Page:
Movie Review: Hell or High Water is one of the best films of summer 2016
Director: David Mackenzie
Writers: Taylor Sheridan (screenplay)
Stars: Ben Foster, Chris Pine, Jeff Bridges, Gil Birmingham
Synopsis: A divorced dad and his ex-con brother resort to a desperate scheme in order to save their family’s ranch in West Texas.
If you saw David Mackenzie’s Starred Up in 2014, you knew that Hell or High Water would have atmosphere, and boy, does it. The gritty, stark aesthetic of west Texas is viscerally on display. The heat is almost palpable and the rural setting works as its own character. Mackenzie is a director that fully knows how to capture a specific world, on a limited budget at that, and he is on his “A” game with Hell or High Water.
Toby (Chris Pine) and Tanner (Ben Foster) are brothers who are robbing banks and on the run. Marcus (Jeff Bridges) and Alberto (Gil Birmingham) are the two Texas Rangers who have been tasked to find and catch these thieves. These Rangers certainly know their way around rural Texas, but they are not aware of how motivated Toby and Tanner are, which makes these brothers more difficult to find than they originally thought. We find out that Toby is desperate and he is willing to go to extreme lengths to take care of his family, as well as serve a nice side dish of revenge in the process.
Taylor Sheridan’s screenplay is a shining star in Hell or High Water. His script is streamlined, well balanced and thematically very rich. Additionally, it’s very funny. For as thrilling as this film is, it’s chock full of humor at the same time. It certainly helps when you have the comedic chops of Jeff Bridges, who is as hysterical as ever in High Water. His dynamics with Gil Birmingham are quite terrific and their chemistry couples very well with Sheridan’s solid writing. The same can be said for Ben Foster and Chris Pine, who are playful at times, but overall offer a more dramatic arc that crystallizes in some rather provocative ways.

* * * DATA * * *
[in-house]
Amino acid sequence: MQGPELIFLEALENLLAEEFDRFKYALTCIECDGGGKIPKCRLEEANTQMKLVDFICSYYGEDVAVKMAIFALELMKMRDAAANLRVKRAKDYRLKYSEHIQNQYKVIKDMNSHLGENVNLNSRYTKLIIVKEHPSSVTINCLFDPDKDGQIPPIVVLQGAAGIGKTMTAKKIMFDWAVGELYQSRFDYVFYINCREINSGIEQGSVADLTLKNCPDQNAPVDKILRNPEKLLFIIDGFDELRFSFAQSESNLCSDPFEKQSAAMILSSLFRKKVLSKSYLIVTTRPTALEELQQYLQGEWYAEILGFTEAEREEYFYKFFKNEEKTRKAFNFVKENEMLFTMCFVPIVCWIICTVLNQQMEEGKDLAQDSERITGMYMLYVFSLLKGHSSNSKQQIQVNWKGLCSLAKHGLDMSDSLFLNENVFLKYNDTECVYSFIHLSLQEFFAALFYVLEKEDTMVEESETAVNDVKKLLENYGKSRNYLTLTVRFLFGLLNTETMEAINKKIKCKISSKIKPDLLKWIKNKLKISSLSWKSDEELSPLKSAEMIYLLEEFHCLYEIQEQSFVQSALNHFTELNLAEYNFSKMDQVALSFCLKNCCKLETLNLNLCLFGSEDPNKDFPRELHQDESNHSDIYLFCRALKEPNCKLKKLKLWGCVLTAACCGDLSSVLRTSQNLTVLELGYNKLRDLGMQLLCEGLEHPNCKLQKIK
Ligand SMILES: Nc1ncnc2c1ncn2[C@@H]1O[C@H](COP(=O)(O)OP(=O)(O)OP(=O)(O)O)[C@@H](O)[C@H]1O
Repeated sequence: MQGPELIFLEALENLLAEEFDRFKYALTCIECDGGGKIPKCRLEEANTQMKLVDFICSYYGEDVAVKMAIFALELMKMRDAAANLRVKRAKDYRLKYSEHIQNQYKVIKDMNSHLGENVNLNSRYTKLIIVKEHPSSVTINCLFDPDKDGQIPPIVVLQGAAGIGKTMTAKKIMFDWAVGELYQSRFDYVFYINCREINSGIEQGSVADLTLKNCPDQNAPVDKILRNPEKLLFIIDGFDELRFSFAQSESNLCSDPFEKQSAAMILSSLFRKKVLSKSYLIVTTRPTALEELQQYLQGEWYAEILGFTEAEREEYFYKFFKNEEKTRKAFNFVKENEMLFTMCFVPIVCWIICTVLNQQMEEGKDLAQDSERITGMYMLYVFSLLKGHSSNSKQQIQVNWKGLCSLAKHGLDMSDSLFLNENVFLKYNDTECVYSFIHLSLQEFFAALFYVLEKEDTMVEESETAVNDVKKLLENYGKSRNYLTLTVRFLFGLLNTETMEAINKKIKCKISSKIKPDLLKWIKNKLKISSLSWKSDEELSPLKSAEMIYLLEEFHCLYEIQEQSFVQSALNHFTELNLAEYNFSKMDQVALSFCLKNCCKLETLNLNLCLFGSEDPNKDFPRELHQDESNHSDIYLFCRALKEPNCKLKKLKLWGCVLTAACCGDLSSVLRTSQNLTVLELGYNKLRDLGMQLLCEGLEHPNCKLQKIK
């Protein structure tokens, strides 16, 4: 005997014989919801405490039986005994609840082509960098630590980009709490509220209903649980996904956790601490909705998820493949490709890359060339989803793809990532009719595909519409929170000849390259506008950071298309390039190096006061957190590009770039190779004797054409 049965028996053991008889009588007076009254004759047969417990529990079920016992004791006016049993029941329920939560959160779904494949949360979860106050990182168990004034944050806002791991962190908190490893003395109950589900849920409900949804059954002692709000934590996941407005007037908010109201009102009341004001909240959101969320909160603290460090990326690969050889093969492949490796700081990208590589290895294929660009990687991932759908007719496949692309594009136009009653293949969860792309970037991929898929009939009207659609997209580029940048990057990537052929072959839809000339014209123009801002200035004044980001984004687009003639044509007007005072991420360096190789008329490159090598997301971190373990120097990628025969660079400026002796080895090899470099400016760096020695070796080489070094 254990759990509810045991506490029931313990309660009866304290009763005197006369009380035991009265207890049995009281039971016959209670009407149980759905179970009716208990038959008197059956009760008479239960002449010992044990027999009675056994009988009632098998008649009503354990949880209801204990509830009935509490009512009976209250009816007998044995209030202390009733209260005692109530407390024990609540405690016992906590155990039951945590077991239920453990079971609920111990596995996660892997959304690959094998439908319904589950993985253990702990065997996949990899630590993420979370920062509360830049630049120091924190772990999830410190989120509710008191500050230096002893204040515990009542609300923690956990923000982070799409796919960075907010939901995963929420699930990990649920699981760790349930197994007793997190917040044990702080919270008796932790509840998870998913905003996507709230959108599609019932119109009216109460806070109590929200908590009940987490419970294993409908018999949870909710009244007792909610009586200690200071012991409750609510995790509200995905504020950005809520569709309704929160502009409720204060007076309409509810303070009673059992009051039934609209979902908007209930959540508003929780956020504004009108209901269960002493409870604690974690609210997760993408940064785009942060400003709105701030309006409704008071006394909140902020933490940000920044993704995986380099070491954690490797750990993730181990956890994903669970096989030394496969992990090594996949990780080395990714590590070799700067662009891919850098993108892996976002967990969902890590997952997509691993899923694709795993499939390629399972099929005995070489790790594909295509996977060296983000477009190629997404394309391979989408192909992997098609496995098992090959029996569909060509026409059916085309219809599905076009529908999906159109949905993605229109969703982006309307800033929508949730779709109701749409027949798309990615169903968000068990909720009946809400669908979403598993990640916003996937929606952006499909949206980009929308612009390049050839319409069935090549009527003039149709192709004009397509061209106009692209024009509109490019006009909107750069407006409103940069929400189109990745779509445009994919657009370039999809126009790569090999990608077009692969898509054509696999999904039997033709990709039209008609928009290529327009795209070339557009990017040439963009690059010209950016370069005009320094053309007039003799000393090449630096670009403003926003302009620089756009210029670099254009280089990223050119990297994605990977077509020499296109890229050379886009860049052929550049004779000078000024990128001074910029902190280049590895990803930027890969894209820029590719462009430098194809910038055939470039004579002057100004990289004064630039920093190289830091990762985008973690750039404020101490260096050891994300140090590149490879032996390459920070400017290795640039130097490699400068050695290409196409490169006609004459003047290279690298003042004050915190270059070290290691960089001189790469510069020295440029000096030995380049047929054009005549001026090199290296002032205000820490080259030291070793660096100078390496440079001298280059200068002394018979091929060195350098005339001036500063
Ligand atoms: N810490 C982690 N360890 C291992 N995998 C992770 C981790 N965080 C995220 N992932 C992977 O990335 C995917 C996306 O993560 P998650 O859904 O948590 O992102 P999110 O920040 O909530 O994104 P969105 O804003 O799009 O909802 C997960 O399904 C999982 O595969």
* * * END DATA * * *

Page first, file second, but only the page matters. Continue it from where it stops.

Sheridan smartly interweaves two different story threads together, while giving weight to them thematically and making each character’s motives very lucid. There is real emotion behind the entertainment value of Hell or High Water. The subtle commentary toward the banking industry, especially as that relates to familial turmoil, is very poignant in this film. Mackenzie and Sheridan offer many layers that resonate those notions in clever ways that are ultimately potent by the time we get to the film’s big reveal. If you thought this would be a simple thriller, you would be wrong. Hell or High Water is riveting to watch on the surface, but underneath it offers some dramatic ideas that many people will sympathize with by the films end.
Nick Cave and Warren Ellis offers a musical score that exquisitely amplifiels Giles Nuttgens’ blistering cinematography. The music fits this setting well, but more than that, it reaches to the emotional core of this film at the same time. If you ask me, it is one of the best scores I’ve heard all year.
Hell or High Water is a film that has everything. The acting is superb, the direction is on point and the film is both dramatically moving and entertaining as hell. It’s also thematically heavy in all of the right ways. Mackenzie is a forced to be reckoned with and I, for one, cannot wait to see where his career goes after seeing this film.
Overall Grade: A
Hear our podcast review on a previous Extra Film: